A guide to making your app’s data easier to read and increase user engagement and retention in the process!
For many web and mobile apps, data is an integral part of the user experience. Data visualization elements like charts and tables enable users to quickly make note of their progress, read up on trends and compare numerous items at once, among other things.
If you’re hoping to keep users engaged with your app, sharing valuable data in an easy-to-consume format will help.
Just don’t underestimate how your design decisions may impact the user experience — for better or worse.
While it might seem easy enough to create a graph or chart to display data, it’s not that simple. Even a seemingly insignificant detail can compromise your users’ ability to read the data.
Below you will find 5 small details you can focus on as you add new data visualizations to your clients’ apps.
Whether you’re building a data visualization element from scratch or utilizing a template from your design tool, consider which kind of element you need before you lay down any data.
Why does it matter? Well, it might seem like there are a number of options for displaying the data. However, there’s always bound to be one kind of chart that represents it best. So, before you start designing, think about what kind of data you’re working with.
Do you have a set of percentages that add up to 100%? If so, then a pie chart is probably best, as Bank of America demonstrates here:
Bank of America pie chart showing wedges for expenses: Taxes, Other Bills, Checks, Other Expenses, Pets, Loans, ATM, Travel, Service Charges, Telephone Services, Healthcare, Other.
Pie charts give users a quick idea of how something is distributed. In this example, they can quickly assess where the majority of their spending is going.
How about if you have a data set that tracks growth or descent? In that case, a line graph would work well. Here’s how Google Trends displays results for the keyword “ux design” along a line graph:
Google Trends plots the popularity of the search term “ux design” on a line graph between Jan 1, 2004 and Aug 23, 2019. The line hovers around 0 until roughly 2009, slowly but exponentially growing, reaching 50 around January 2018 and 100 at the end of the chart in 2019.
This style of data visualization makes it easy to spot upward and downward trajectories as well as recurring events or trends.
Now, what if you want to compare data, either along a timeline or among a few select variables? In that case, a bar graph would work well.
This is an example of a bar graph that Toggl users see in their dashboard:
Notice how it says “Compare with previous period” in the top-right corner. When users click on that, they can compare this current time period’s data against the previous one, all from within the same chart.
Here is what that looks like:
You’ll see that the non-billable hours for March (blue) are compared against the non-billable hours for the same days in February (gray). This kind of comparison is useful for users to spot trends in their workflows as well as to detect improvements or slowdowns.
Finally, what if you have a large set of related data you want to display? Rather than try to pack all of that information into smaller elements like graphs and charts, a table would be a better solution.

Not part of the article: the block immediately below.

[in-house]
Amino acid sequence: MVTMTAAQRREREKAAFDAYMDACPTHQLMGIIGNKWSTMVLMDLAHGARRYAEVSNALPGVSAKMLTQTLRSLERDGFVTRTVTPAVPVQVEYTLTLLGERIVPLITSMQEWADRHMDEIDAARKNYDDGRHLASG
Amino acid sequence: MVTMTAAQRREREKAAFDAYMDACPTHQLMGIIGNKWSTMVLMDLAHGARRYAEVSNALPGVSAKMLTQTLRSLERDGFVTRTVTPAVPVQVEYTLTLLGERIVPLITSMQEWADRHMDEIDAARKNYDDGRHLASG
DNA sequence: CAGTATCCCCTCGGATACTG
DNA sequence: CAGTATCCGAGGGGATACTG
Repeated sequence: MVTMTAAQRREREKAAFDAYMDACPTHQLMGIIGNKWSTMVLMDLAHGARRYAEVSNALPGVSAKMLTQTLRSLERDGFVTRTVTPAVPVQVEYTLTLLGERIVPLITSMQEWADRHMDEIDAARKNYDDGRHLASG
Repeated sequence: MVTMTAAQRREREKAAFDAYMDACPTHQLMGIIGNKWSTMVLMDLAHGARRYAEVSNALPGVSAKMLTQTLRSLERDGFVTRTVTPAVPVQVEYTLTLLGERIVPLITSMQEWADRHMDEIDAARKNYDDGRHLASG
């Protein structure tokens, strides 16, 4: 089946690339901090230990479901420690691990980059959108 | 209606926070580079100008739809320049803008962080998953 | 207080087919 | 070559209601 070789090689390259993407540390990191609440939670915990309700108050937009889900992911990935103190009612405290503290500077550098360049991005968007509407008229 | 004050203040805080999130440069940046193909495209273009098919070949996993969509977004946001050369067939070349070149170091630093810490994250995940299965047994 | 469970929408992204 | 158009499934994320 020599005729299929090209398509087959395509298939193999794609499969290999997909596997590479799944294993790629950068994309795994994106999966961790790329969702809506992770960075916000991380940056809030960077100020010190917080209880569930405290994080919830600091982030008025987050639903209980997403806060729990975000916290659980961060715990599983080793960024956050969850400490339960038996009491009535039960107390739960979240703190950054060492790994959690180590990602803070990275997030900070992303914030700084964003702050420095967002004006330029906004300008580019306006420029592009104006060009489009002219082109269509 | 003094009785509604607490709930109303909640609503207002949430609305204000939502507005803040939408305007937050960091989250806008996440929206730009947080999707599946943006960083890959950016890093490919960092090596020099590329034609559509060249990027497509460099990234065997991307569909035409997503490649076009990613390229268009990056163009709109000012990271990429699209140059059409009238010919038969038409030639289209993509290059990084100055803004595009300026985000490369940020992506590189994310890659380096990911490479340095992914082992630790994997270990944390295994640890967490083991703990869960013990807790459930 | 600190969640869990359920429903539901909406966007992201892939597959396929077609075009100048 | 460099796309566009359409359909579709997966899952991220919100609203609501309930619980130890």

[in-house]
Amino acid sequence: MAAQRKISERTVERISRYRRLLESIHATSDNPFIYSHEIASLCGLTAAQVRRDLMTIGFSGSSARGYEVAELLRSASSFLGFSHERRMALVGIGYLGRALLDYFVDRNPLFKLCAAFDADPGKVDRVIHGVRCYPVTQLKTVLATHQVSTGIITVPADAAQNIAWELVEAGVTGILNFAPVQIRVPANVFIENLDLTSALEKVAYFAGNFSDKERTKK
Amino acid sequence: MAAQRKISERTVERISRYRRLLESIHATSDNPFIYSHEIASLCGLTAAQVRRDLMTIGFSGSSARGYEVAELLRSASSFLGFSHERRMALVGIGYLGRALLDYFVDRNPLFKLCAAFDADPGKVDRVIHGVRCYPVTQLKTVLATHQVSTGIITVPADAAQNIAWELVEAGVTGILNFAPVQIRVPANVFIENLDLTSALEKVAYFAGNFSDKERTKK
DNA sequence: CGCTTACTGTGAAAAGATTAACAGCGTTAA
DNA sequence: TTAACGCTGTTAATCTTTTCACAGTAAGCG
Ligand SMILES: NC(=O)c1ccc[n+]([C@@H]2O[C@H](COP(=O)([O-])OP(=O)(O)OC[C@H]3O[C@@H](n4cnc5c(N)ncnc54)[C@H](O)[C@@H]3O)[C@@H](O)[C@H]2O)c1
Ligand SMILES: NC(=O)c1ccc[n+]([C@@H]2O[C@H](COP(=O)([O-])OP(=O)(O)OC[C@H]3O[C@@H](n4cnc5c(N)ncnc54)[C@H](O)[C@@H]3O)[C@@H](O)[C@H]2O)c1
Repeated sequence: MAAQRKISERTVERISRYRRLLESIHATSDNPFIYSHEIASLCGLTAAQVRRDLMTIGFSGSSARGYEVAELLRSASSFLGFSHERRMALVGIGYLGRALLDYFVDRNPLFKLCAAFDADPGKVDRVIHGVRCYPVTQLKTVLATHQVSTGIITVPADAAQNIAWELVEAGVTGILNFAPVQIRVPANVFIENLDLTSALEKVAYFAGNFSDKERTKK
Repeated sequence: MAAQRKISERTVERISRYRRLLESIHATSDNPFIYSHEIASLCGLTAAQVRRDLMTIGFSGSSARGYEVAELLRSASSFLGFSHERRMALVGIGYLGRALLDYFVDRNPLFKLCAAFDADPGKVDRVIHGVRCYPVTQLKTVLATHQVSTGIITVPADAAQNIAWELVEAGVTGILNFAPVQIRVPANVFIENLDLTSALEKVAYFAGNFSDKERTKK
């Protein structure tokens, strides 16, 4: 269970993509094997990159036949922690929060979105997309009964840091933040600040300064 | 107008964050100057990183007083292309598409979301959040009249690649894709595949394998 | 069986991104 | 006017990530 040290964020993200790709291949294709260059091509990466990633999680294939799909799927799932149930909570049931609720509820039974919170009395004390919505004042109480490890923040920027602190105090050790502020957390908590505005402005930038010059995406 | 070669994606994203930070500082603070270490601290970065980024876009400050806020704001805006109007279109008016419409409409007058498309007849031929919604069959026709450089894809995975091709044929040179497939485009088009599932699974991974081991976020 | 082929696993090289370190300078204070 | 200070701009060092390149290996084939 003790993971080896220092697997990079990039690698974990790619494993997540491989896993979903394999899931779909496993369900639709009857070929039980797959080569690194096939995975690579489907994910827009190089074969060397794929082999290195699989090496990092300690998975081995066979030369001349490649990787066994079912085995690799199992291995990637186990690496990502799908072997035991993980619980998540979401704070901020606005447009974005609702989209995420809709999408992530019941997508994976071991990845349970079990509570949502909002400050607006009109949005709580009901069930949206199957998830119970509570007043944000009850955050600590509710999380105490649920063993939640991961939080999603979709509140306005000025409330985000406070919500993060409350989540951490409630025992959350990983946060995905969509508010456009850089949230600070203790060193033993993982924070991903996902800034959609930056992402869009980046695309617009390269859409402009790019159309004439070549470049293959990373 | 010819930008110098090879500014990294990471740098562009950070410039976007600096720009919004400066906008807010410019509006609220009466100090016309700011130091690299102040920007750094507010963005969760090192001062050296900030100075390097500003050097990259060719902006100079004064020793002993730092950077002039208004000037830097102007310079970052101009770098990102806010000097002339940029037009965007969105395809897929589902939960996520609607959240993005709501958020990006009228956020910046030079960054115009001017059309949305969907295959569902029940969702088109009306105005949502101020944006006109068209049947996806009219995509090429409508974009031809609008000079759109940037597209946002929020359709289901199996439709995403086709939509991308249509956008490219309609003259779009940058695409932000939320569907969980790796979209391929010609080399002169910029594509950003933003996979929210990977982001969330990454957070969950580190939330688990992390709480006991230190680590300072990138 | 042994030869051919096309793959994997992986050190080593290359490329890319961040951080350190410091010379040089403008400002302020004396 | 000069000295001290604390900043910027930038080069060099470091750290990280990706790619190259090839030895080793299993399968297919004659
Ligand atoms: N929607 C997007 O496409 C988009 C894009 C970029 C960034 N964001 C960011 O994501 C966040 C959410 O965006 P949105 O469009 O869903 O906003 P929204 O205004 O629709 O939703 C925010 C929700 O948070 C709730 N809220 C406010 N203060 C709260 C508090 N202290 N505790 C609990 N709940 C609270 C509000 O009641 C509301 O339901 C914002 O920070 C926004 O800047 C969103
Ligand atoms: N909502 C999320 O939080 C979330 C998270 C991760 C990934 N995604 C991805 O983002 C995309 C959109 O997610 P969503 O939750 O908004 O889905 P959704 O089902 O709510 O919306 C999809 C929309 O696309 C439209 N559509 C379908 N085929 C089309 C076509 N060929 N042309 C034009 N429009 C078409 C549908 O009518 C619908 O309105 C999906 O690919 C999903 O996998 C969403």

For example, this is a table that the NFL app uses to display team schedules:
The NFL mobile app uses tables to break out the full schedules for teams. This is the Patriots Preseason and Regular Season schedule with weeks, dates, games and times/results broken out.
Since there’s no horizontal scroll and it only takes one or two vertical scrolls to get to the bottom of the table, there’s no need to include filters or sorting functionality. However, that is one of the benefits of gathering a ton of data into a single table.
There are, of course, other kinds of data visualizations your app may need. Progress bars. Venn diagrams. Bubble charts. Highlighted maps. Really think through what your users aim to get out of this data and then design the data visualization element specifically for it.
Unlike a blog post title or an email subject line, which might tease or shock users, there should never be any mystery when it comes to your app’s data. In other words, always err on the side of over-simplification with the copy surrounding as well as within your data visualization elements.
Facebook does a nice job of this for its business users tracking ad performance:
Facebook Ads provides a simple assessment of ad Performance. Everything is clearly labeled, including Link Clicks, People Reached, Cost per Link Click and overall Engagement.
The title of this set of data is “Performance”. And everything within it is clearly labeled. It also avoids the use of jargon that has a tendency to trip users up.
For instance, “Cost per Link Click” could’ve been written out as “CPC”. While that’s an acronym marketers would understand, business owners running ads on their own might not. So, Facebook’s decision to write everything out — and to do so succinctly — is a wise choice.
You can even abbreviate the labels of your charts and tables so long as you know users will understand it (e.g. “Yrs” for “Years”).
It’s easy to overwhelm users these days, which is why apps are designed so simply in the first place. Data is tricky, though, because you don’t want to leave anything out. But there are times when some data isn’t worth sharing.
For example, let’s say your client runs a survey. They give 500 respondents 20 answers to choose from. Two of the answers, however, end up with a score of less than .01%.
In that case, is it even worth sharing the results of those two responses? If there’s value in it — e.g. to steer users away from those options — then it might be. But you should consider that before occupying your precious app real estate with that data.
Let’s look at a real life example from the QuickBooks Self-Employed app: